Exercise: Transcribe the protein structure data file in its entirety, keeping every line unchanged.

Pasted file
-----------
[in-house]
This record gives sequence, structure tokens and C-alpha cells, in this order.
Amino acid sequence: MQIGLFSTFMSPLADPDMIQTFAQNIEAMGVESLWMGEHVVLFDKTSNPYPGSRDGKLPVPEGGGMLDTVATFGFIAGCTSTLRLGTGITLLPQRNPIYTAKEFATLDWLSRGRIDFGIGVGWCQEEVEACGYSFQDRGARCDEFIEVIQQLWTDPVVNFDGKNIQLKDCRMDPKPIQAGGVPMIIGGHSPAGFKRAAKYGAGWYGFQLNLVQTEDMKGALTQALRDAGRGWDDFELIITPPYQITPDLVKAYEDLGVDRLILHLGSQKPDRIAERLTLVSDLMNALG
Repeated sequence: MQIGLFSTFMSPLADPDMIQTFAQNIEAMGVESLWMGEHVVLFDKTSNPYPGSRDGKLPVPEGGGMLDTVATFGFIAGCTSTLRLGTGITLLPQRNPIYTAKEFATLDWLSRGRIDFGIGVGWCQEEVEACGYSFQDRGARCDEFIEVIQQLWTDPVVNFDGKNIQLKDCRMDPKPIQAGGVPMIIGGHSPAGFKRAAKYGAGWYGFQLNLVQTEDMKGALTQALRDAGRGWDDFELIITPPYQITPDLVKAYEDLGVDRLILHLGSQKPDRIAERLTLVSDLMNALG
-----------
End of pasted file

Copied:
[in-house]
This record gives sequence, structure tokens and C-alpha cells, in this order.
Amino acid sequence: MQIGLFSTFMSPLADPDMIQTFAQNIEAMGVESLWMGEHVVLFDKTSNPYPGSRDGKLPVPEGGGMLDTVATFGFIAGCTSTLRLGTGITLLPQRNPIYTAKEFATLDWLSRGRIDFGIGVGWCQEEVEACGYSFQDRGARCDEFIEVIQQLWTDPVVNFDGKNIQLKDCRMDPKPIQAGGVPMIIGGHSPAGFKRAAKYGAGWYGFQLNLVQTEDMKGALTQALRDAGRGWDDFELIITPPYQITPDLVKAYEDLGVDRLILHLGSQKPDRIAERLTLVSDLMNALG
Repeated sequence: MQIGLFSTFMSPLADPDMIQTFAQNIEAMGVESLWMGEHVVLFDKTSNPYPGSRDGKLPVPEGGGMLDTVATFGFIAGCTSTLRLGTGITLLPQRNPIYTAKEFATLDWLSRGRIDFGIGVGWCQEEVEACGYSFQDRGARCDEFIEVIQQLWTDPVVNFDGKNIQLKDCRMDPKPIQAGGVPMIIGGHSPAGFKRAAKYGAGWYGFQLNLVQTEDMKGALTQALRDAGRGWDDFELIITPPYQITPDLVKAYEDLGVDRLILHLGSQKPDRIAERLTLVSDLMNALG